A brachial plexus block can be supplemented or "rescued" with a radial nerve block for surgeries in the distribution of the radial nerve or in the instance when a brachial plexus block may have spared the radial nerve distribution. The radial nerve is formed by fibers from C5-T1 spinal nerve roots and passes between the medial and the long heads of the triceps muscle, giving off a motor branch to the triceps and then inferiorly giving off sensory branches to the upper arm. At the level of the lateral epicondyle, between the lateral epicondyle and muscu-lospiral groove, the radial nerve divides into superficial and deep branches. The superficial branch gives sensory innervations to dorsum of the wrist, dorsal portion of index and middle fingers, and dorsal aspect of a portion to the thumb. Extensors of the forearm obtain most of the motor innervations from the deep branch of the radial nerve.
Arrange sterile towels, sterile gloves, gauze pads, marking pen, antiseptic solution, peripheral nerve stimulator, syringes, and needles for local infiltration and nerve block placement.
5-10 ml syringes of local anesthetic.
25 g 1.5 in. needle for skin infiltration.
3% chloroprocaine, 2% lidocaine, 0.5% ropivacaine, 0.5% bupivacaine.
Surface Anatomy and Landmarks Landmarks
Radial nerve block can be performed at the humerus (A), at the elbow (B), and at the wrist (C):
A. A point 3 in. above the lateral epicondyle of the humerus is identified on the muscu-lospiral groove between the heads of the triceps muscle. A 25 g 1.5 in. needle is inserted until a paraesthesia is elicited in the distribution of innervation of the radial nerve. When there is no persistent paresthesia, 7-10 cc of local anesthetic is injected following negative aspiration.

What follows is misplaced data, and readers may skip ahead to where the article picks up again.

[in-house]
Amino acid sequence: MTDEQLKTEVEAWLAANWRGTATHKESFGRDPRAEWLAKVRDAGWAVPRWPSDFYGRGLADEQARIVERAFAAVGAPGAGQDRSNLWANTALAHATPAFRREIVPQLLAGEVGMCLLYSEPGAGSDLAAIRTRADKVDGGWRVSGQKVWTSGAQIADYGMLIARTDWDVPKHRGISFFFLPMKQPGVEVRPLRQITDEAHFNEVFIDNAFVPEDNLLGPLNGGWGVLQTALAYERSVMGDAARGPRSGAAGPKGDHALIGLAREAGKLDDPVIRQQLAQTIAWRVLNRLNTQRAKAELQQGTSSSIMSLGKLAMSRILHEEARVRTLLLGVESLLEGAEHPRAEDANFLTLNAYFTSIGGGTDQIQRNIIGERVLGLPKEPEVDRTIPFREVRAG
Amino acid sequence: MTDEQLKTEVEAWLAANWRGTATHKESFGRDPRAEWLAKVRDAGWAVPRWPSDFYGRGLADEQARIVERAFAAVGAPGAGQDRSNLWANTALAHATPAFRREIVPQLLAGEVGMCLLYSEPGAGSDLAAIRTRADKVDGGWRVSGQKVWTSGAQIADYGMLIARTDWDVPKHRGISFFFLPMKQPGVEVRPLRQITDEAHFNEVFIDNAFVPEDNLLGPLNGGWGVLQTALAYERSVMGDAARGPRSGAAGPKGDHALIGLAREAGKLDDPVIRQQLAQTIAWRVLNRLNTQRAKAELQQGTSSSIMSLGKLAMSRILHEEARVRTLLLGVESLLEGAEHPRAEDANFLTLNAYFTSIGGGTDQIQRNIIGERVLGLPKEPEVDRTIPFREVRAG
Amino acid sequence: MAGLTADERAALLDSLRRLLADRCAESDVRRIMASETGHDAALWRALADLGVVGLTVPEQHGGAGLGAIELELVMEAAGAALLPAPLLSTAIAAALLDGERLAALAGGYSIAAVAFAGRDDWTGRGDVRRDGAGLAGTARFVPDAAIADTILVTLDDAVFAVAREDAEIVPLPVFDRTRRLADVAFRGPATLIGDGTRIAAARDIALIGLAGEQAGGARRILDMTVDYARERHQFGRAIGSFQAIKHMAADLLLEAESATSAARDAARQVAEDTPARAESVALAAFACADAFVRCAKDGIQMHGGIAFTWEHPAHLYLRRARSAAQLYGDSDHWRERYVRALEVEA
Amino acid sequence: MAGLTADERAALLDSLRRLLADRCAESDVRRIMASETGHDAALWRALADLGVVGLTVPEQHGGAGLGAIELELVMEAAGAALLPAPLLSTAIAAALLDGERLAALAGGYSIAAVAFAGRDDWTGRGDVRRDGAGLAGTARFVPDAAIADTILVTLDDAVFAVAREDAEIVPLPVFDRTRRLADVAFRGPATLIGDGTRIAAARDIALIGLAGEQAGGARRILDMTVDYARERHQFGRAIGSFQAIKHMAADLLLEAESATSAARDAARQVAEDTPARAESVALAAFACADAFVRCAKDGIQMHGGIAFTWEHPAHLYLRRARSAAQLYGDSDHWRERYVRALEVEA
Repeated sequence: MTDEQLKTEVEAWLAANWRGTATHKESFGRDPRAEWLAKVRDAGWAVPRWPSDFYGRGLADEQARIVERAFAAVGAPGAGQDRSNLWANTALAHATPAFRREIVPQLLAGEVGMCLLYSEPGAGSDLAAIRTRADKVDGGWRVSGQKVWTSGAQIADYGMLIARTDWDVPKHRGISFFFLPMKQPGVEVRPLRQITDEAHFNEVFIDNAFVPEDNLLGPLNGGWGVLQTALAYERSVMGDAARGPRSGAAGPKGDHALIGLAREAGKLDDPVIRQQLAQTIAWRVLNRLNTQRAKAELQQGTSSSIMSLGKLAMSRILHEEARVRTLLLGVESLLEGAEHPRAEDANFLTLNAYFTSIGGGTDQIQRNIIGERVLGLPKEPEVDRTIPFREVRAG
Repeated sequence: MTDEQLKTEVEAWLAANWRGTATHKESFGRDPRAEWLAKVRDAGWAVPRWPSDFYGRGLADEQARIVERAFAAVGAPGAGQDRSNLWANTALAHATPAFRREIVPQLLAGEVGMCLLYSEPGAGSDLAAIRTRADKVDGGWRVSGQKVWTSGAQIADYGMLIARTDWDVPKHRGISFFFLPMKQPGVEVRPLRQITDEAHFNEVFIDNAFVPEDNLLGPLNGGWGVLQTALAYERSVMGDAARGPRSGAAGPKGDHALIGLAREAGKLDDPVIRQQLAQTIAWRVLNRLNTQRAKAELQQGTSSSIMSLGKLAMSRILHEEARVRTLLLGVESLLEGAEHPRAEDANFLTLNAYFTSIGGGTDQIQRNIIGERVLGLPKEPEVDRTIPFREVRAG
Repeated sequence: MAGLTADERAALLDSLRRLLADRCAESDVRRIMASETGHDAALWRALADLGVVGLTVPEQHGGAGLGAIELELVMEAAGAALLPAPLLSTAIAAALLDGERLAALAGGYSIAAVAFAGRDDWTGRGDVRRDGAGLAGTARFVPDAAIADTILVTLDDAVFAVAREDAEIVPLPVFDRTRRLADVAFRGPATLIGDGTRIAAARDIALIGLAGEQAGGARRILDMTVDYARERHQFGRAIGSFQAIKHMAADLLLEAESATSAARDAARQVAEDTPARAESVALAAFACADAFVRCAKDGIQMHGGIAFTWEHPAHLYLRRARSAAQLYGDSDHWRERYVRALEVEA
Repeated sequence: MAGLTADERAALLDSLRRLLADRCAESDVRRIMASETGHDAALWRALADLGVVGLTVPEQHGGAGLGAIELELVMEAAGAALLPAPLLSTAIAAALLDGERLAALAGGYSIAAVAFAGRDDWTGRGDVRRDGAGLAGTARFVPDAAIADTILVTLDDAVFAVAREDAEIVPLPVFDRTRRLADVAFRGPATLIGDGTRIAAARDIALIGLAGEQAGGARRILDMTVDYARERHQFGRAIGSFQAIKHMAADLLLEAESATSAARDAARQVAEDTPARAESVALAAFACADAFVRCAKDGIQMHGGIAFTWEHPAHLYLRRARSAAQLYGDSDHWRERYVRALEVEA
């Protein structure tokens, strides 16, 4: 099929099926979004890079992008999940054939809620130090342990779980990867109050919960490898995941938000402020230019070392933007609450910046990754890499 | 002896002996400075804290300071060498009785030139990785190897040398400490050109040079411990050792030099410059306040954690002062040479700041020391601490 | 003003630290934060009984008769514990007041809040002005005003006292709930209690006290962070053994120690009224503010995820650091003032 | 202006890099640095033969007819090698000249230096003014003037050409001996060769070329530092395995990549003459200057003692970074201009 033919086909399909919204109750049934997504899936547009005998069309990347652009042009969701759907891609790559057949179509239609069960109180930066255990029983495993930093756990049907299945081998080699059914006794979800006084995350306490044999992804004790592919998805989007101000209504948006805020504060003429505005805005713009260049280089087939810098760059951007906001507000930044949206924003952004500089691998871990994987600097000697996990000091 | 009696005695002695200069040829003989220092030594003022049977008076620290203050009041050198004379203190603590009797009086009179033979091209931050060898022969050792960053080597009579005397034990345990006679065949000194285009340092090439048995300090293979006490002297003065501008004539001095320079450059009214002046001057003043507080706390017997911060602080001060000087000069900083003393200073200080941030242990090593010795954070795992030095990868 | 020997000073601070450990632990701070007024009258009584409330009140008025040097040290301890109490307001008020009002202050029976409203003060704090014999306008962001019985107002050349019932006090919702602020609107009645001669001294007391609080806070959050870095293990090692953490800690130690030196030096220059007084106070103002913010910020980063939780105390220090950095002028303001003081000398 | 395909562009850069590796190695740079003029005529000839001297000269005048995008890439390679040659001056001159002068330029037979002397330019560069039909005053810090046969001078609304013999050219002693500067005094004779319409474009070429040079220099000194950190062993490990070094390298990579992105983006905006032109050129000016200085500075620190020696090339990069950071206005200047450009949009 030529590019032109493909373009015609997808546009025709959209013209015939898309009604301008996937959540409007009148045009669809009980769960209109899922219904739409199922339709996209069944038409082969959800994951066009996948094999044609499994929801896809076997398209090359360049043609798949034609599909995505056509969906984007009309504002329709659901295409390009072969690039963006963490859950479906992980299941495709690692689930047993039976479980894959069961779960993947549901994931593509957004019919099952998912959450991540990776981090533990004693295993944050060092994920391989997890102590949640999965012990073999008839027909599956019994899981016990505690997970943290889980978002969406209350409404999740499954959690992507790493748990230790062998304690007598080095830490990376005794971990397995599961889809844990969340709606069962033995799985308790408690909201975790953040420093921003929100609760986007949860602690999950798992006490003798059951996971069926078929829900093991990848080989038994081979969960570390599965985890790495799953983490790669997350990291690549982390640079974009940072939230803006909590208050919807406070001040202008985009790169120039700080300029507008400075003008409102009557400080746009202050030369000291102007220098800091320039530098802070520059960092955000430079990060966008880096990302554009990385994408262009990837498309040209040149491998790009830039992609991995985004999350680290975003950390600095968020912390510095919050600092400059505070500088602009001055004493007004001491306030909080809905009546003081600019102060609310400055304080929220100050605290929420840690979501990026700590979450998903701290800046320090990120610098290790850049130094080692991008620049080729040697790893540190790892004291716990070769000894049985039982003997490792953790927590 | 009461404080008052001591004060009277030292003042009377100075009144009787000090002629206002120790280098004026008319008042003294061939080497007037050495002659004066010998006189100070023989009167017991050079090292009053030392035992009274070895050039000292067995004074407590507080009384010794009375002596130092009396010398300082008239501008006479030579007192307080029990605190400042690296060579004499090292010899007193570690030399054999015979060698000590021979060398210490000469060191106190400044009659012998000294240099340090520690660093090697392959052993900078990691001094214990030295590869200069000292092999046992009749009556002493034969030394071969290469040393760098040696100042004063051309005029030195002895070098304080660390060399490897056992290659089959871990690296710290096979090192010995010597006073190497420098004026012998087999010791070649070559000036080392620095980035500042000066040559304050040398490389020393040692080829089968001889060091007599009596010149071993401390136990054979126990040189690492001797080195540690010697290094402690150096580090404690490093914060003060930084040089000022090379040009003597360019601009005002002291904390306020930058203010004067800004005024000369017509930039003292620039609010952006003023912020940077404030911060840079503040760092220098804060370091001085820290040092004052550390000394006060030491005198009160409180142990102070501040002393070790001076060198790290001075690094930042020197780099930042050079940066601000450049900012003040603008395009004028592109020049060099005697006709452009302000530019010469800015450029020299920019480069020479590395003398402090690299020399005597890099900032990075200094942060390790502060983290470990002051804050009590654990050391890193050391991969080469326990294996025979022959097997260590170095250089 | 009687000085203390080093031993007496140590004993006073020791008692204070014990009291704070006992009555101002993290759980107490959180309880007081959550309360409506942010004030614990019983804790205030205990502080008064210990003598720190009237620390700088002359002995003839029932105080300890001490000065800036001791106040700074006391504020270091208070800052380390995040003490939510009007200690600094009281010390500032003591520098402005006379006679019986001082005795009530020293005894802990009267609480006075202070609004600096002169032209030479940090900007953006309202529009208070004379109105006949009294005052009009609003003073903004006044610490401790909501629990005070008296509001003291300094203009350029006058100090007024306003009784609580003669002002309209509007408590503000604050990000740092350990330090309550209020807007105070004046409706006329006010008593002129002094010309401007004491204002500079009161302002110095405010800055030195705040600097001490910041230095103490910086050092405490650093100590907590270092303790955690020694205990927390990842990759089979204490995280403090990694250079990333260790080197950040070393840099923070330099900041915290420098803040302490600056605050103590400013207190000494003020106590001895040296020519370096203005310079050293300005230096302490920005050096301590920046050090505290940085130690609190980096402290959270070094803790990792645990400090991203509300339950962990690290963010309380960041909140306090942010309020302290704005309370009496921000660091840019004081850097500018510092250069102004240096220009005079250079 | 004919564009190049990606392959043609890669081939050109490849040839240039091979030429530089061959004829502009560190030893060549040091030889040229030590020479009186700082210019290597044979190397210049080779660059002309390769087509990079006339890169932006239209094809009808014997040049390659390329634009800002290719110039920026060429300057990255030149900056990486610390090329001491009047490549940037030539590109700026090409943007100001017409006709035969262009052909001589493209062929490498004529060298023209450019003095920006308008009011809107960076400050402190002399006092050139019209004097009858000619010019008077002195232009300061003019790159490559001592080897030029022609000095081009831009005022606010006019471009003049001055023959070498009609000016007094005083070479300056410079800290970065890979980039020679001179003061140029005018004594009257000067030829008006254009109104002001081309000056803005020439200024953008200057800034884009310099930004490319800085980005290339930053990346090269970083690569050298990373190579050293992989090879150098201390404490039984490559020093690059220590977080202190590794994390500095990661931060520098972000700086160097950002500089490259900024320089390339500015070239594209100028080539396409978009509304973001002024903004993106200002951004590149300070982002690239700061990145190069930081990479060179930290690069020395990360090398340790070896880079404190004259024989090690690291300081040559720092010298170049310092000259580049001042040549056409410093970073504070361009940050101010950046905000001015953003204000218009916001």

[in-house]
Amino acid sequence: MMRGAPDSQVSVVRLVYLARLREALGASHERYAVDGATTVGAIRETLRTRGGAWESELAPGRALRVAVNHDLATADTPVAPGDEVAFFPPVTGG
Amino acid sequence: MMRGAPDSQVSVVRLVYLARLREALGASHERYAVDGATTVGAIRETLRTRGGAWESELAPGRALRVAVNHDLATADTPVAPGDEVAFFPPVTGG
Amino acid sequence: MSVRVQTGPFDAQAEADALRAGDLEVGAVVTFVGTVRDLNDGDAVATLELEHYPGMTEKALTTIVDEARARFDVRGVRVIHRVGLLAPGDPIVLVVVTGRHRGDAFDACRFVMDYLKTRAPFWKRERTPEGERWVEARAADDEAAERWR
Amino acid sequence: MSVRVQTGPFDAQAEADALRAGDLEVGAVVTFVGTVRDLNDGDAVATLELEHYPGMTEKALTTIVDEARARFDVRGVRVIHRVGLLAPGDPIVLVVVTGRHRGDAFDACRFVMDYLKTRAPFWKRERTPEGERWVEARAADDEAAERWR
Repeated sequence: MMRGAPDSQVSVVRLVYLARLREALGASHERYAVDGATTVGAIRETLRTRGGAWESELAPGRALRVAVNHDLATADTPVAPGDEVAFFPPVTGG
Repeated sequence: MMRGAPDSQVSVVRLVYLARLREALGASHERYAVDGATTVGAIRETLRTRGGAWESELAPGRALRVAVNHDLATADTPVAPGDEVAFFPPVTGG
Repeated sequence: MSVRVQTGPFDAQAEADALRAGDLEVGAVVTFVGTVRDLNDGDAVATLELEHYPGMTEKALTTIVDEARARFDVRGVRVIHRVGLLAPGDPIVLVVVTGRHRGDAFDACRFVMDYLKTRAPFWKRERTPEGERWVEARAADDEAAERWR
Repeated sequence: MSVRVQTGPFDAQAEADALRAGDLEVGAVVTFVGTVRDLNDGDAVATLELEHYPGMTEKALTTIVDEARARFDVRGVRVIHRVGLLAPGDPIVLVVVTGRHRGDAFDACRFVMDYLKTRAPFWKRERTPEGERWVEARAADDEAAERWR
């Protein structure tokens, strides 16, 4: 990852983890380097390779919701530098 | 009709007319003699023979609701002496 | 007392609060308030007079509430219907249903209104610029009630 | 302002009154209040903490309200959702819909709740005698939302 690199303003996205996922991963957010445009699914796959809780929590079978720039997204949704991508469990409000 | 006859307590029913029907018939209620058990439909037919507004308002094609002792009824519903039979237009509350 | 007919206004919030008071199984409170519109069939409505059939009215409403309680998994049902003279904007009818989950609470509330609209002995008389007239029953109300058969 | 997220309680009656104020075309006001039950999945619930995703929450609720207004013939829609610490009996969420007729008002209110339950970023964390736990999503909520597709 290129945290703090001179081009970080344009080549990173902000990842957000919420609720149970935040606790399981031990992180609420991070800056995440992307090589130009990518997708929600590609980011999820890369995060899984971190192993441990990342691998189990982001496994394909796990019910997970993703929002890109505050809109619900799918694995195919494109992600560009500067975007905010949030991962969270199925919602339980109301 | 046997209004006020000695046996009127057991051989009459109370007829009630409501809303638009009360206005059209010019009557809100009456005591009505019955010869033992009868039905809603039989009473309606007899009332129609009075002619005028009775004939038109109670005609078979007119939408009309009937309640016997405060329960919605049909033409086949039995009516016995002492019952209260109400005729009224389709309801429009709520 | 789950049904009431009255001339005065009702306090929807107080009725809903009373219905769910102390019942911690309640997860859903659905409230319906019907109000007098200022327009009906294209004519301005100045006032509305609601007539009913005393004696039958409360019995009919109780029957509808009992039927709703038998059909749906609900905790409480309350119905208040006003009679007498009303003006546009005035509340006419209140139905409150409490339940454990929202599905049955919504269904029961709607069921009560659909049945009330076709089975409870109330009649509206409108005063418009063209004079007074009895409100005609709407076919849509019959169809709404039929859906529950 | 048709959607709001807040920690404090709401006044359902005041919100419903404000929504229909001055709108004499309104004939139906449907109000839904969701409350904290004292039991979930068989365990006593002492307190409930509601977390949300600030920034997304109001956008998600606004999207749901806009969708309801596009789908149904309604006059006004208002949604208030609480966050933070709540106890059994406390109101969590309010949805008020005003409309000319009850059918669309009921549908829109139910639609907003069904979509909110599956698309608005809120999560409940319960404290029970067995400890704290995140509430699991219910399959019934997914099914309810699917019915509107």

B. Lateral margin of biceps tendon at the crease of the elbow is identified. In a sterile fashion a 25 g 1.5 in. needle is inserted lateral to the biceps tendon at the crease and directed in a superior-medial direction. When a paresthesia is elicited and subsequent to negative aspiration, a total of 7-10 cc of local anesthetic is slowly injected.
C. With the patient in a supine position and operative arm adducted, identify the flexor carpi radialis tendon by asking the patient to flex the wrist. After aseptic preparation of the wrist, a 25 g 1.5 in. needle is inserted perpendicularly lateral to the flexor carpi radialis tendon, medial to the radial artery at the level of the distal radial prominence. Subsequent to eliciting a paresthesia, the needle is aspirated, and, when there is no persistent paresthesia and no blood to aspiration, a total of 3-4 cc of local anesthetic is injected.
Was this article helpful?
This guide will help millions of people understand this condition so that they can take control of their lives and make informed decisions. The ebook covers information on a vast number of different types of neuropathy. In addition, it will be a useful resource for their families, caregivers, and health care providers.